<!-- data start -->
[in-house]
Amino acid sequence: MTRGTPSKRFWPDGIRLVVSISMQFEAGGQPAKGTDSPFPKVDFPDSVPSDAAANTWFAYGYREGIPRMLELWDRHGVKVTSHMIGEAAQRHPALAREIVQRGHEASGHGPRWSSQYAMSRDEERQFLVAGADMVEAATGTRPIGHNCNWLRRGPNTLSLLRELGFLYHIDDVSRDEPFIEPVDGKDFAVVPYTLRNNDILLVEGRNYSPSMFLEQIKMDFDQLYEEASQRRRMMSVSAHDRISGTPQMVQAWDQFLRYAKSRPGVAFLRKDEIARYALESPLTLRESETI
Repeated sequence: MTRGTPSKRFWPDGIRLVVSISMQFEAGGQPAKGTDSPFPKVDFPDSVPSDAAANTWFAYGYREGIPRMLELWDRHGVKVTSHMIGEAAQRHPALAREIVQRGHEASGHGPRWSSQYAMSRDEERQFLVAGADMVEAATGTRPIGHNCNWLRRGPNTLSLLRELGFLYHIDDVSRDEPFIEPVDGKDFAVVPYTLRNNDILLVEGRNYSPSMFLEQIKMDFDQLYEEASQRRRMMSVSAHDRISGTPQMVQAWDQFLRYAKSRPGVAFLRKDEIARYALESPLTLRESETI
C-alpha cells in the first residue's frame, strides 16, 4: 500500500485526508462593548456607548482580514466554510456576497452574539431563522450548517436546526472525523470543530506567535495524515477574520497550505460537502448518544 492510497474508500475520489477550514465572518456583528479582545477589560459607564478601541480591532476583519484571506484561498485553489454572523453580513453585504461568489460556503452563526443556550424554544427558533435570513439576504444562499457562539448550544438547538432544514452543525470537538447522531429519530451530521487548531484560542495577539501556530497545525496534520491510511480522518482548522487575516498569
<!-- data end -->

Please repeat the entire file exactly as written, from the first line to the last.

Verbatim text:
[in-house]
Amino acid sequence: MTRGTPSKRFWPDGIRLVVSISMQFEAGGQPAKGTDSPFPKVDFPDSVPSDAAANTWFAYGYREGIPRMLELWDRHGVKVTSHMIGEAAQRHPALAREIVQRGHEASGHGPRWSSQYAMSRDEERQFLVAGADMVEAATGTRPIGHNCNWLRRGPNTLSLLRELGFLYHIDDVSRDEPFIEPVDGKDFAVVPYTLRNNDILLVEGRNYSPSMFLEQIKMDFDQLYEEASQRRRMMSVSAHDRISGTPQMVQAWDQFLRYAKSRPGVAFLRKDEIARYALESPLTLRESETI
Repeated sequence: MTRGTPSKRFWPDGIRLVVSISMQFEAGGQPAKGTDSPFPKVDFPDSVPSDAAANTWFAYGYREGIPRMLELWDRHGVKVTSHMIGEAAQRHPALAREIVQRGHEASGHGPRWSSQYAMSRDEERQFLVAGADMVEAATGTRPIGHNCNWLRRGPNTLSLLRELGFLYHIDDVSRDEPFIEPVDGKDFAVVPYTLRNNDILLVEGRNYSPSMFLEQIKMDFDQLYEEASQRRRMMSVSAHDRISGTPQMVQAWDQFLRYAKSRPGVAFLRKDEIARYALESPLTLRESETI
C-alpha cells in the first residue's frame, strides 16, 4: 500500500485526508462593548456607548482580514466554510456576497452574539431563522450548517436546526472525523470543530506567535495524515477574520497550505460537502448518544 492510497474508500475520489477550514465572518456583528479582545477589560459607564478601541480591532476583519484571506484561498485553489454572523453580513453585504461568489460556503452563526443556550424554544427558533435570513439576504444562499457562539448550544438547538432544514452543525470537538447522531429519530451530521487548531484560542495577539501556530497545525496534520491510511480522518482548522487575516498569